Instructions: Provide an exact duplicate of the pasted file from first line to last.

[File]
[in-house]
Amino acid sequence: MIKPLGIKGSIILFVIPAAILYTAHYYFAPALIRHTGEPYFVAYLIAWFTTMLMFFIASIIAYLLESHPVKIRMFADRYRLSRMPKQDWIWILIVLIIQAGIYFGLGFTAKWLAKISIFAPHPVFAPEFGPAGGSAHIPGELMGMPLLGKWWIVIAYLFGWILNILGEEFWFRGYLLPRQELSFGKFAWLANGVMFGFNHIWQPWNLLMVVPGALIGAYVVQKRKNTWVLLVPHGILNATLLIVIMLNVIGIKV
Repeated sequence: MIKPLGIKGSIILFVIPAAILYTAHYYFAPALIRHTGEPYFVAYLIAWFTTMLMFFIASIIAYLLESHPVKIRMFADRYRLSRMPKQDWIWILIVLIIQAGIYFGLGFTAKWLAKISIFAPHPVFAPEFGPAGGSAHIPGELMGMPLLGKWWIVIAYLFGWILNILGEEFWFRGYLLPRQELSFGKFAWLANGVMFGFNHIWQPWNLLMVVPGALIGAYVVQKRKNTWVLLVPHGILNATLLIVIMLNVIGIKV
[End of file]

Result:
[in-house]
Amino acid sequence: MIKPLGIKGSIILFVIPAAILYTAHYYFAPALIRHTGEPYFVAYLIAWFTTMLMFFIASIIAYLLESHPVKIRMFADRYRLSRMPKQDWIWILIVLIIQAGIYFGLGFTAKWLAKISIFAPHPVFAPEFGPAGGSAHIPGELMGMPLLGKWWIVIAYLFGWILNILGEEFWFRGYLLPRQELSFGKFAWLANGVMFGFNHIWQPWNLLMVVPGALIGAYVVQKRKNTWVLLVPHGILNATLLIVIMLNVIGIKV
Repeated sequence: MIKPLGIKGSIILFVIPAAILYTAHYYFAPALIRHTGEPYFVAYLIAWFTTMLMFFIASIIAYLLESHPVKIRMFADRYRLSRMPKQDWIWILIVLIIQAGIYFGLGFTAKWLAKISIFAPHPVFAPEFGPAGGSAHIPGELMGMPLLGKWWIVIAYLFGWILNILGEEFWFRGYLLPRQELSFGKFAWLANGVMFGFNHIWQPWNLLMVVPGALIGAYVVQKRKNTWVLLVPHGILNATLLIVIMLNVIGIKV